IFFBoston: ‘We’re All Going to the World’s Fair’ is a disappointing horror film



Anna Cobb plays teenager Casey, who becomes immersed in an online role-playing horror game.

“We’re All Going to the World’s Fair,” directed by Jane Schoenbrun, is not the best film being shown at this year’s Independent Film Festival of Boston. This so-called sci-fi horror film tried to scare the audience with strange imagery and soundtracks. But it failed to do any of those things. Instead, it was something that made people scratch their heads 

It was like watching an extremely slow trainwreck that is moving at a pace that even a snail would go to sleep in the middle of it. This plot of the film gave a mix of “Videodrome” meets “Twin Peaks” with similar elements of found footage films like “The Blair Witch Project” and “Paranormal Activity.”

But neither of these things worked. This whole film tried to depict the internet and this “ritual” to see if people would change once they attend this “fair.”

Some things in the film were puzzling. The film is about a group of Youtubers doing the “world fair” challenge, by poking their finger and smearing blood on the web camera and repeating that they want to go to the world’s fair. Pretty much as a sacrifice to the fair. It’s overall dull and repetitive.

It was difficult to figure out if viewers were supposed to be scared or to question who is an evil entity. Or if it was just a fake challenge that was created by influencers. It was confusing trying to figure out the film. The film had some jump scares, but not everything was bad.

Up and coming actress Anna Cobb played the shy yet mysterious vlogger named Casey, who decided to take the dare and go to the fair, with dire consequences in the future. Micheal J. Roberts plays the mysterious JLB, who is trying to warn other people about the challenge and how it’s more than a game, but a portal to the unknown. 

As the film progresses along, viewers see people who have taken the challenge, suffering the aftermath of going to the fair. Unfortunately for Casey, she is suffering from hallucinations that clash with reality. JLB is trying to save her from a doom worse than death, but time is slowly running out of time.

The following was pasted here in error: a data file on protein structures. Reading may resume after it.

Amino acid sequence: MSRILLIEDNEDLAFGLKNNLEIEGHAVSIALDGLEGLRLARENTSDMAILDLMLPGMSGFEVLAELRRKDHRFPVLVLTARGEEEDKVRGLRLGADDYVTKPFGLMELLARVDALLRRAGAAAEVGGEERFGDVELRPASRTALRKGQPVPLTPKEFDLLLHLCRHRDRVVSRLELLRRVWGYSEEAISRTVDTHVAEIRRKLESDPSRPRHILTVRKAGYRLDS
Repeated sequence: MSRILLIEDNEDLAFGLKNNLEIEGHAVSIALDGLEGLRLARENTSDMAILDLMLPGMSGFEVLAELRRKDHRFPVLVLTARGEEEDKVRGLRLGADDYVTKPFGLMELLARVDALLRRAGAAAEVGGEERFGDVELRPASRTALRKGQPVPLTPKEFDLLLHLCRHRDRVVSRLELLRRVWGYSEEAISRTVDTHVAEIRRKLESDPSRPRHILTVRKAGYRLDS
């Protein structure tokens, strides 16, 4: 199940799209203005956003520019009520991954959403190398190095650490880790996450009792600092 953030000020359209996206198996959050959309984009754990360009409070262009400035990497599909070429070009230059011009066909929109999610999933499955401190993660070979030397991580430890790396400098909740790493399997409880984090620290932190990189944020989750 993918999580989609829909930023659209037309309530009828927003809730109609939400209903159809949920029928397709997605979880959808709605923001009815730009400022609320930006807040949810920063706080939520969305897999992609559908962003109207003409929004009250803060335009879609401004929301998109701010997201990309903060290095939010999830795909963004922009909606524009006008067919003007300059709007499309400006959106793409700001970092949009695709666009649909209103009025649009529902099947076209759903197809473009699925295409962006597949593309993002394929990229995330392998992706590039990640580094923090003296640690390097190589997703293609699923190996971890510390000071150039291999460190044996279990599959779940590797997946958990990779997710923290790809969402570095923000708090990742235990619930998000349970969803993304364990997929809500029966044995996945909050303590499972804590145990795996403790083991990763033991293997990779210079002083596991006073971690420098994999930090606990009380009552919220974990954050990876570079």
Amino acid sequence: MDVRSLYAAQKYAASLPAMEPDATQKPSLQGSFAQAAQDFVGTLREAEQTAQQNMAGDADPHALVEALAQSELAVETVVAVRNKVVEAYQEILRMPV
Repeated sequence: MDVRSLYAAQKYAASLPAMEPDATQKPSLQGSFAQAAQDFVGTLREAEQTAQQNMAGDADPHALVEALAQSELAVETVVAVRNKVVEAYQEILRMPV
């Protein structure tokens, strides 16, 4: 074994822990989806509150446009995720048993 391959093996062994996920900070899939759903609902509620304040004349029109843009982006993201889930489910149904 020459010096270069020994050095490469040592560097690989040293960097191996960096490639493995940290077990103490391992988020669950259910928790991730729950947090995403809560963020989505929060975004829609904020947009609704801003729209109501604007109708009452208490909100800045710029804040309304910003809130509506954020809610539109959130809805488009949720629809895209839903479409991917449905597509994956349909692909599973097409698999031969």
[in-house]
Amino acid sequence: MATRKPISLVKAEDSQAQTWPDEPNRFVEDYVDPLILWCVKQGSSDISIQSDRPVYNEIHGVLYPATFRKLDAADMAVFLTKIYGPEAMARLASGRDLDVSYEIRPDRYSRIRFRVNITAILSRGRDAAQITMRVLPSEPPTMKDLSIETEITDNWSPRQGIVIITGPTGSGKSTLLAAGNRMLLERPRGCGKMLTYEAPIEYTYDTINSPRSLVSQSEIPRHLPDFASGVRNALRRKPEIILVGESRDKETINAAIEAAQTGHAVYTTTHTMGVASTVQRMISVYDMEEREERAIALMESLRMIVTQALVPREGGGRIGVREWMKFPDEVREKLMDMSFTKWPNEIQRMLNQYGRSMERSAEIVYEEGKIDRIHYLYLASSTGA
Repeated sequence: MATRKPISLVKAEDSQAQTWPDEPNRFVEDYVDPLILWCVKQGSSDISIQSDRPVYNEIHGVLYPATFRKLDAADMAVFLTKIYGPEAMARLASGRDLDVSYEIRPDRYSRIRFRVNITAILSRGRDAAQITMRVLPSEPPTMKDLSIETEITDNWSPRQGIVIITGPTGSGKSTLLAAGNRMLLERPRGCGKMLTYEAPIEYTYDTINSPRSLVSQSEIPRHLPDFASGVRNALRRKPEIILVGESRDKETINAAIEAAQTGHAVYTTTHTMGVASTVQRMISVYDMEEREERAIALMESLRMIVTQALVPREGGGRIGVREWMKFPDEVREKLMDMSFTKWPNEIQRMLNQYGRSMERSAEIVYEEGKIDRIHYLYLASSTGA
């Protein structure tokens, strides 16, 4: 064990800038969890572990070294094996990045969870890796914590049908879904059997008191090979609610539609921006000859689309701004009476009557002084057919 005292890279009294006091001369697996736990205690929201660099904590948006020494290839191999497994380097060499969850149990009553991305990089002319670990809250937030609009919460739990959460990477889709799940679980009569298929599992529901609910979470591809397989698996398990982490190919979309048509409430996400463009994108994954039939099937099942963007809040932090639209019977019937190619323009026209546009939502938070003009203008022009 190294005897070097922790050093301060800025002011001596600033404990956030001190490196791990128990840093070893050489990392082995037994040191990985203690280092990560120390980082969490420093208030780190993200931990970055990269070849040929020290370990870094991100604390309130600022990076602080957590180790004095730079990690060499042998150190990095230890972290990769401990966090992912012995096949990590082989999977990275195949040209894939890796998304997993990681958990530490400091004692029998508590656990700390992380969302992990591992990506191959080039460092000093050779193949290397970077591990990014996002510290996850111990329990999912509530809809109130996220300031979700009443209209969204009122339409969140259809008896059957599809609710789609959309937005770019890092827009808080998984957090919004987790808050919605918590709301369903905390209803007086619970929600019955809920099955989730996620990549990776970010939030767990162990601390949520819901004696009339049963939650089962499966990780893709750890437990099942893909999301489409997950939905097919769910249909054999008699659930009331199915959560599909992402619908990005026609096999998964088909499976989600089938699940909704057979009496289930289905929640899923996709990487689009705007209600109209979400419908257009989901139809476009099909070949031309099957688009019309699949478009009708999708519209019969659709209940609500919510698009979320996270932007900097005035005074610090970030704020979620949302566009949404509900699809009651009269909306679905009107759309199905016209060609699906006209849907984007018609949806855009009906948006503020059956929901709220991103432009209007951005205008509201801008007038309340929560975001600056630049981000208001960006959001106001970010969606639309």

This film was well written but not well directed and it showed in some parts. Cobb really gave it her all in this film, which was her first movie role. However, she was struggling to try and act in this film. She’s the main heroine, but it was difficult for her to convince the audience to feel sorry for her. But it’s not her fault with the poor direction. I don’t know if the director gave up, the actors had to leave, or something of the sort. But it was just rushed and badly written.

This film is based on a web series called “Dark Signal.” The series is much better than the film. However, this film shouldn’t have been in the festival. The plot was all over the place and it was trying too hard to figure out what it was trying to tell the viewers. The graphics and music were some of the only good things. 

Yes, it’s an independent film so the budget is not huge compared to other films, but the script and poor special effects are something to be frowned upon. 

If you want to watch something that is strange and intense, which actually conveys a message, watch all of David Lynch’s films and or watch any other body horror film. However, at least the web series was more entertaining.